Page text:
WASHINGTON—The Federal Communications Commission will host a workshop promoting the wider use and increased accessibility of the Emergency Alert System on Thursday, August 27, 2015, from 1 to 4:30 p.m. Staff members of the FCC Public Safety and Homeland Security Bureau and the Consumer and Governmental Affairs Bureau will participate.
Commissioner Mignon L. Clyburn and David G. Simpson, Rear Admiral (Ret.) USN, chief of the PSHSB will open the workshop.
The first session, “Leveraging the Value Proposition of the EAS and Wireless Emergency Alerts for State and Local Emergency Managers in Incident Response and Training,” will feature a case study on how emergency alerting, in combination with the 911 system, can enable two-way information to flow between people in a subway train stuck in a tunnel and emergency services personnel, with Elizabeth Dexter and Jennifer Meyers, watch officers for the Arlington Emergency Communications Center presenting.
The second case study of the session will examine how a Public Safety Answering Point’s use of alerts can help defuse a chaotic situation resulting from a false alarm about an “active shooter” at an elementary school. Jay English, director of the Comm Center & 911 Services at the Association of Public Safety Communications Officials International, Inc., will present.
Case study No. 3 in the session will cover how a test of the EAS using a live tsunami event code could be leveraged into a full public safety exercise through outreach and coordination of government alerting and 911 functions. Bryan Fisher, chief of Operations for Alaska Division of Homeland Security and Emergency Management, and Dennis Bookey, vice president of Kodiak Island Broadcasting and State of Alaska Emergency Communications Committee co-chair will present live, remote from Anchorage, Alasks.
Session No. 2, “Promoting Wider Use of EAS,” will examine measures to increase the flexibility of the EAS to expand its use by emergency managers at the state and local levels, including expanded use of the WEA system by PSAPs for localized alerts and exercises. Greg Cooke, associate division chief of the PSHSB Policy & Licensing Division will moderate a panel discussion that includes Jay English, director of APCO’s Comm Center & 911 Services; Wade Witmer, deputy director of Integrated Public Alert and Warning System Division aat Department of Homeland Security/Federal Emergency Management Agency; Steve Souder, director of the Fairfax County, Va., Department of Public Safety Communications and chair of the PSAP Task Force; and Suzanne Goucher, president & CEO of the Maine Association of Broadcasters, chair of the Maine State Emergency Communications Committee and chair of the Joint National Association of Broadcasters-National Alliance of State Broadcasters Associations EAS Committee.
Session No. 3 focuses on Promoting EAS Accessibility.” This panel will discuss potential ways to improve alert accessibility, including synchronicity of EAS audio with the EAS visual crawl and the readiness of Text-to-Speech technology for usage in national and local alerting.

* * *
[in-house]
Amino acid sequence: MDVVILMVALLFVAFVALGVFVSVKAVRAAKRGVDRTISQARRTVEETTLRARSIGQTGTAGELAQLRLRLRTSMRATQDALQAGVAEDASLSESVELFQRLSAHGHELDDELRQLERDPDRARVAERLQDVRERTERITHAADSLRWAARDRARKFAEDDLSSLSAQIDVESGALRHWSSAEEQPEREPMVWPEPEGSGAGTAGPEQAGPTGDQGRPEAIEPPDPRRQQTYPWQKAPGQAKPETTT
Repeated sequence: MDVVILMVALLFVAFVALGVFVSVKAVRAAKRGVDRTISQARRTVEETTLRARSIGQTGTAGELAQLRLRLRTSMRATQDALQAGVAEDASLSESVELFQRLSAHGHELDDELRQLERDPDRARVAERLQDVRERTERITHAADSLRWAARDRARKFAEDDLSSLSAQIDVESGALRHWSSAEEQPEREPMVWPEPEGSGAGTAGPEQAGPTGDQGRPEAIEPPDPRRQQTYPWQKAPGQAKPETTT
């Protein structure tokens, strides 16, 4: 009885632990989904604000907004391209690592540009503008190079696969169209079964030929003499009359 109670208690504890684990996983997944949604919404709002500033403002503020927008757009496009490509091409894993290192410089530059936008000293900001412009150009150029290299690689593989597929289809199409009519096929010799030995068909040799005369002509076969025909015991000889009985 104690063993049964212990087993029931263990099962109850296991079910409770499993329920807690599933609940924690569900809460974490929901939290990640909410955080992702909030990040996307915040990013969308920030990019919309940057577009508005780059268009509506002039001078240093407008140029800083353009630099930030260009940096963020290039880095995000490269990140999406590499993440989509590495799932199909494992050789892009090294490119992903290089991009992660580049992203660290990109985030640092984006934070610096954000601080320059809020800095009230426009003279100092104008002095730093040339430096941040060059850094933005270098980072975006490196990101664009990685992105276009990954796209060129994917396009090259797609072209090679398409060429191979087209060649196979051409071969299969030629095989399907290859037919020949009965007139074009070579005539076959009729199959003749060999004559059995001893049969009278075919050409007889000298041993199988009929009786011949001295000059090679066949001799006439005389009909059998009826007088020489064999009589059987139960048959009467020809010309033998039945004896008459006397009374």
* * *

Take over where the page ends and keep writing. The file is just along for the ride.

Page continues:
Suzy Rosen Singleton, attorney advisor for the CGB Disability Rights Office, will moderate for panelists Christian Vogler, Ph.D., associate professor at the Department of Art, Communication and Theatre, and director of Technology Access Program for Gallaudet University; Lillian McDonald, managing director of the Twin Cities Public Television/ECHO Minnesota Partnership Multilingual alerting project; Charles W. McCobb, program manager for the DHS III, IPAWS Program Office; and Zainab Alkebsi, Esq., policy counsel for the National Association of the Deaf.
Lisa M. Fowlkes, FCC PSHSB deputy chief, will close the workshop.
The workshop will be open to the public but will be limited to the seating available. Individuals who wish to preregister may contact John A. Evanoff at john.evanoff-at-fcc-dot-gov or 202-418-0848. Those who pre-register will be asked to provide their name, title, organization affiliation, and contact information. All attendees are advised to arrive approximately 30 minutes prior to the start of the workshop to allow time to go through our security process.
The commission will provide audio and/or video coverage of the workshop over the Internet from the FCC’s Web page at http://www.fcc.gov/live.
The audience will have an opportunity to ask questions. Those following the live stream will also have the opportunity to ask questions during the event via email at firstname.lastname@example.org. Depending on the volume of questions and time constraints, session moderators will work to respond to as many questions as possible during the workshop.
Updates to the agenda, as well as panelist materials, will be available on the workshop’s Website. Interested parties can also follow the workshop on Twitter at http://twitter.com/FCC. Questions can be submitted via email to livequestions-at-fcc-dot-gov, or tweeted with the hashtag #FCCLive. The workshop will be held in the Commission Meeting Room at FCC Headquarters, 445 12th St., SW, Room TW-C305, Washington, D.C. 20554.
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